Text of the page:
The sole survivor of the 1920's movie palaces, this restored showplace is an honored venue for a variety of performers. It has helped breathe new life into the Arts District. Gilded and ornate, its prestige sweeps patrons into a another time. This venue seats just over 1,600 people. It hosts the Majestic Broadway Series as well as the world-renowned Dallas Black Dance Theater. Additional commercial performers have one-night only or multiple night runs.
Pioneer Plaza is more than just your ordinary park. A bronze ensemble of lifelike cattle punctuates this 4.2-acre (1.6 hectare) park overlooking City Hall and the Dallas Convention Center. Nationally-acclaimed artist and native Texan Robert Summers is the artistic force behind the unique sculptures. The 70 bronze steers memorialize the cattle drives that took place along the Shawnee Trail back in 1854.
Discover a South American rainforest filled with monkeys, colorful toucans, crocodiles, manatees and otters. The aquarium portion of this popular attraction features 85,000 gallons (321,760 liters) of saltwater containing marine life from around the world. Giant turaco, Three-toed sloths, Weedy and Ribbon sea dragons are but a few of the intriguing animals on display. An outdoor lagoon-like exhibit features Black-footed penguins.
Step into West End and you are instantly taken back in time. Beautifully restored and renovated old buildings among tree-lined streets and brick sidewalks, testify to the historical importance of this district that was established in 1872. Apart from the ancient buildings whose architecture never ceases to marvel, the district also has museums, amazing stores and delicious restaurants. Host to various events throughout the year, West End is definitely a hit amongst visitors and has something to offer for every individual!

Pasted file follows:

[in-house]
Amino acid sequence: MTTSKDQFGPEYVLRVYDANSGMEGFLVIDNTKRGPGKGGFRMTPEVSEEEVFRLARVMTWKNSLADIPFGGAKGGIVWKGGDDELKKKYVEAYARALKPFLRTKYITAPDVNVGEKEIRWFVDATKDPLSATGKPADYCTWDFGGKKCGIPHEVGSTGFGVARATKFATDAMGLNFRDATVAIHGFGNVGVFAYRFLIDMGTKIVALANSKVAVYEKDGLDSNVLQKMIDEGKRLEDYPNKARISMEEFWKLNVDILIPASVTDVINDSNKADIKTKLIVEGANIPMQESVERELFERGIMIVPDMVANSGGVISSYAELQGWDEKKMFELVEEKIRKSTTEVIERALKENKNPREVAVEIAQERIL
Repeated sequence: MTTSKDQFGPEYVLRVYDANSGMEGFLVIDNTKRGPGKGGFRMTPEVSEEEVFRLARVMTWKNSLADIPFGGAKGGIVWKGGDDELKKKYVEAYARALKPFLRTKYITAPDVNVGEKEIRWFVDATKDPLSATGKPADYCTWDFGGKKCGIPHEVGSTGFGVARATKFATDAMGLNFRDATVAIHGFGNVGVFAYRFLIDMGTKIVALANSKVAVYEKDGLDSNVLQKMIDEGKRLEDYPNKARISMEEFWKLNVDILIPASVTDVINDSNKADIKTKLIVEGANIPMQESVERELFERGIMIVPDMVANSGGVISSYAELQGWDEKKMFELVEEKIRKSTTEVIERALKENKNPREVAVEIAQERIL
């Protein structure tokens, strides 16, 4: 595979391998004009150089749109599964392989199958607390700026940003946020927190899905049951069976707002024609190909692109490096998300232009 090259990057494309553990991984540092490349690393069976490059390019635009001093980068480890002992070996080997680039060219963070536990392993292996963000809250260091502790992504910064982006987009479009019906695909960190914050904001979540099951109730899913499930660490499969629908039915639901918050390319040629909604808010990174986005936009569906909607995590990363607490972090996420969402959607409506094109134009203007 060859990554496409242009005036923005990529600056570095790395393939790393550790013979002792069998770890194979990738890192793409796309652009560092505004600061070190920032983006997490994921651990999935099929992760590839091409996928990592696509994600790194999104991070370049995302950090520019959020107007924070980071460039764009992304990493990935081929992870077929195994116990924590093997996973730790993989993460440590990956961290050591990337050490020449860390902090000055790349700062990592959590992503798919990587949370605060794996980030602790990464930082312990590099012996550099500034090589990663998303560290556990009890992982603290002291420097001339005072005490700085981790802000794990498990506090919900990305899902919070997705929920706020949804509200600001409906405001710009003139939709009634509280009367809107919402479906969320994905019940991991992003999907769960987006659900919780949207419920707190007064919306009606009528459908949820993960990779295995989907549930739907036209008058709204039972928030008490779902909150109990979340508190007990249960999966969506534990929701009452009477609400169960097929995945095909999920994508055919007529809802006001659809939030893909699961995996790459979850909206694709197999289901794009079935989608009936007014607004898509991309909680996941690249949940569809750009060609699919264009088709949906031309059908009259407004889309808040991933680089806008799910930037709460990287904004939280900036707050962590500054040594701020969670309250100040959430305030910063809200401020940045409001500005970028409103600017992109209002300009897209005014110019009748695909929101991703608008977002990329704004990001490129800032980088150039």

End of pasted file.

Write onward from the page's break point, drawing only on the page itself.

A wide variety of artifacts at this museum act as a somber reminder of the Holocaust, a tragic event that took place during World War 2. Among the graphic reminders on display is an actual boxcar that was used during that time, adding an authentic touch to the museum. Rotating exhibits from all over the world stop here on a regular basis. For a firsthand account, tours led by a Holocaust survivor can also be arranged by appointment. Other than the artifacts representing the event, the museum also celebrates more than 3000 years of Jewish culture and heritage as well an interactive display that focuses on promoting tolerance and universal acceptance. Overall, the museum is a moving tribute to recent history and is well worth a visit.
The Old Red Courthouse is an outstanding feature of the Dallas County Historic Plaza. It was built in 1892 in Romanesque Revival style. It is constructed of rough-cut, Pecos Red Sandstone and trimmed in Arkansas blue granite. The courthouse is listed on the National Register of Historic Places as a City of Dallas Landmark and a Recorded Texas Historical Landmark. Four prior courthouses have graced the same location. The Old Red Courthouse contains the Old Red Museum.